Of all the criminal offenses with which someone can be charged, the one that confuses people the most is usually “conspiracy.” Unfortunately, between Hollywood blockbusters and New York Times bestselling authors, the general public’s perception of what “conspiracy” means runs far afield of the true meaning. If you have been charged with conspiracy, an experienced Nebraska criminal attorney can help you understand the nature of the allegations against you and explain what the State needs to prove to convict you of this offense.
What Is “Conspiracy” in the State of Nebraska?
In the State of Nebraska, the criminal offense of conspiracy is governed by Nebraska Revised Statute § 28-202, which reads as follows:
(1) A person shall be guilty of criminal conspiracy if, with intent to promote or facilitate the commission of a felony:
(a) He agrees with one or more persons that they or one or more of them shall engage in or solicit the conduct or shall cause or solicit the result specified by the definition of the offense; and
(b) He or another person with whom he conspired commits an overt act in pursuance of the conspiracy.
(2) If a person knows that one with whom he conspires to commit a crime has conspired with another person or persons to commit the same crime, he is guilty of conspiring to commit such crime with such other person or persons whether or not he knows their identity.
(3) If a person conspires to commit a number of crimes, he is guilty of only one conspiracy so long as such multiple crimes are the object of the same agreement or continuous conspiratorial relationship.
(4) Conspiracy is a crime of the same class as the most serious offense which is an object of the conspiracy, except that conspiracy to commit a Class I felony is a Class II felony.
What exactly does that statute mean? To understand the crime of conspiracy, it helps to keep a few key points in mind. First, you can be charged and convicted of conspiracy even if the crime with which you are charged was not completed. Therefore, to prove a charge of conspiracy, the State only needs to prove that a person intended to cause or commit a felony. The felony does not actually have to have been committed.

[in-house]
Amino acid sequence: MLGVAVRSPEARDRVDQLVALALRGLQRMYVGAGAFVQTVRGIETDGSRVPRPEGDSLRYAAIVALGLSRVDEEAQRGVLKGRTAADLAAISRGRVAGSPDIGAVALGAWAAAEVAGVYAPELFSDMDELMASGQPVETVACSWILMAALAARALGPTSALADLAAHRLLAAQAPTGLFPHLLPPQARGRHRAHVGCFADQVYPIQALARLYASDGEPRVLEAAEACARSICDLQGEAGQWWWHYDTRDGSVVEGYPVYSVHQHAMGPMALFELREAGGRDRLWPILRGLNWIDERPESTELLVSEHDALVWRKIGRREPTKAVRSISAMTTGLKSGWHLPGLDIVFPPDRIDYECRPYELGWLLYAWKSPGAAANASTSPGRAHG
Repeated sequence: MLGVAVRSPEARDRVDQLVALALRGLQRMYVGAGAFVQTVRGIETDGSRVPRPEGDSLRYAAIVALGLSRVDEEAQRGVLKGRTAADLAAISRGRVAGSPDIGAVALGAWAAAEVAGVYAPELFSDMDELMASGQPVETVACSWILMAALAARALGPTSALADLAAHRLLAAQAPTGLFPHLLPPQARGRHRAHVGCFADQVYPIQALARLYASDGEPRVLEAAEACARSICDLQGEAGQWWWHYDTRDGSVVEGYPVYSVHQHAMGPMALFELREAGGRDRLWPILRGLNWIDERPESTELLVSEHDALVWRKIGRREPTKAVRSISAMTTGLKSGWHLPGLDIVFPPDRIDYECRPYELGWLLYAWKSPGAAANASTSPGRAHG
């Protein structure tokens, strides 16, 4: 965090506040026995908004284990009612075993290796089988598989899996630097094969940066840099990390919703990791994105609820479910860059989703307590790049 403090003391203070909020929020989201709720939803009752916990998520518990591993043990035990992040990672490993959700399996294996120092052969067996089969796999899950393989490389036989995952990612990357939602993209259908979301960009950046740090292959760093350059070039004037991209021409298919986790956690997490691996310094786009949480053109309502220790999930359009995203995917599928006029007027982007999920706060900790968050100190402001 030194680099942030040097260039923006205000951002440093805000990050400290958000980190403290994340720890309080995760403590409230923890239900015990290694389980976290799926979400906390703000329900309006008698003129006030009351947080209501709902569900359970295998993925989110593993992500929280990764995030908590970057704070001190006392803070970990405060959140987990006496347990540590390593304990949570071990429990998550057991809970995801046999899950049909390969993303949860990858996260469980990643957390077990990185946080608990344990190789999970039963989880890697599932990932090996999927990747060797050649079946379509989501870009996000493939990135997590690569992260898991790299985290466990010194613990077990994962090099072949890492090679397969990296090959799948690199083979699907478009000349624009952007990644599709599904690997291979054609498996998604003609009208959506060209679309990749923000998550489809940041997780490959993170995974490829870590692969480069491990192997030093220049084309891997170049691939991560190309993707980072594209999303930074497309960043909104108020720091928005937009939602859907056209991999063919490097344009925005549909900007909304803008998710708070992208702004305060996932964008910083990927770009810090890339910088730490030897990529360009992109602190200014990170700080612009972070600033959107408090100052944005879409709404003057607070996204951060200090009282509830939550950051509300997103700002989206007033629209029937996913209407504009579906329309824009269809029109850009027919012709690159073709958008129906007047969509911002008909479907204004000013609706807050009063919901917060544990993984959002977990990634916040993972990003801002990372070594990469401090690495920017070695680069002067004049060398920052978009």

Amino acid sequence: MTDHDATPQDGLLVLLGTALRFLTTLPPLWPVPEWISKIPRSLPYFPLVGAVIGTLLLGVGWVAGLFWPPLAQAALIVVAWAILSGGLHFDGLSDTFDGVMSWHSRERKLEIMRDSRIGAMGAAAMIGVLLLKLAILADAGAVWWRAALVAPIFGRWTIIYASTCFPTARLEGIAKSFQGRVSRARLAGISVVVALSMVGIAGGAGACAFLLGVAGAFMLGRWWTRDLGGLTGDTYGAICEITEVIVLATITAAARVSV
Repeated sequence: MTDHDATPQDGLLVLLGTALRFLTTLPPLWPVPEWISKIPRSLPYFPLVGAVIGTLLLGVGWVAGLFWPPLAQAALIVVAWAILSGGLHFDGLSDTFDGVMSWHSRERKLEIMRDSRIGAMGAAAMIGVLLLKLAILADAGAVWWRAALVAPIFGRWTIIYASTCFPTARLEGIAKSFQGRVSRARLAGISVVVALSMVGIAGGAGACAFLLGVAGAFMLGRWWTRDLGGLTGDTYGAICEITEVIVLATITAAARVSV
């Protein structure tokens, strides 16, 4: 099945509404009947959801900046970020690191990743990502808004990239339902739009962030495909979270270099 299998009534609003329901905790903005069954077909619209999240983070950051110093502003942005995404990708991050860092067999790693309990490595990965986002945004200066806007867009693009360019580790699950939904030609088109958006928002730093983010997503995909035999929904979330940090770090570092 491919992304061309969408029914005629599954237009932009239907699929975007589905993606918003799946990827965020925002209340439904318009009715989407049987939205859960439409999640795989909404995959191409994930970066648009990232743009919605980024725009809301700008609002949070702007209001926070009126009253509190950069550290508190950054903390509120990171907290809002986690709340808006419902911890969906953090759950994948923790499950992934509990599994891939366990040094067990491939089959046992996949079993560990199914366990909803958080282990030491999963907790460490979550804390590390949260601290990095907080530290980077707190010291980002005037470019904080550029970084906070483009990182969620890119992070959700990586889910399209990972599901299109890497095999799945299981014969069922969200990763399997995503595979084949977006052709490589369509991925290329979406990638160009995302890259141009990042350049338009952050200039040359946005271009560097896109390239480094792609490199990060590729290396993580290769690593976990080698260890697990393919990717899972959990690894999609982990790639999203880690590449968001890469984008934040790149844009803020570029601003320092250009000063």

To prove a conspiracy, the State must prove the existence of an overt act which leads to the crime. The act must be overt and deliberate but it does not have to be an act which can accomplish the crime, and the act itself may not be criminal at all. For instance, if the underlying criminal offense in the conspiracy is robbing a bank, simply purchasing a black ski mask or a duffle bag could qualify as the “overt act” required to convict you of the conspiracy to commit bank robbery.
To be convicted of conspiracy, you do not even have to know who the other people are in the conspiracy. For example, if you agree to drive a getaway car in a bank robbery and you have never met the people who will actually rob the bank, you can still be charged with the bank robbery. Moreover, it does not matter if the other people in the conspiracy never intended to complete the crime, as long as you agreed to the conspiracy.
How Can a Criminal Attorney Help?
It is important to talk to a criminal attorney about your rights and possible defenses. In Nebraska, for instance, entrapment is a possible defense to a charge of conspiracy. Entrapment requires you to prove that a law enforcement officer induced you to commit the act, and that, if not for this inducement, you would not have committed the crime. Because every criminal prosecution involves a unique set of facts and circumstances, it is always best to consult with an experienced Nebraska criminal attorney as soon as you become a suspect or are charged with a criminal offense.
If you have been charged with conspiracy in the State of Nebraska, it is certainly in your best interest to consult with an experienced Nebraska criminal attorney right away. In Nebraska contact Petersen Criminal Defense Law 24 hours a day at 402-509-8070 to discuss your case with an experienced criminal defense attorney.
- Who Is Prohibited from Possessing a Firearm in Nebraska? - Thursday, May 18, 2023
- Understanding a No Contact Order - Monday, May 15, 2023
- How Long Does a Minor in Possession Stay on Your Record in Nebraska? - Monday, April 10, 2023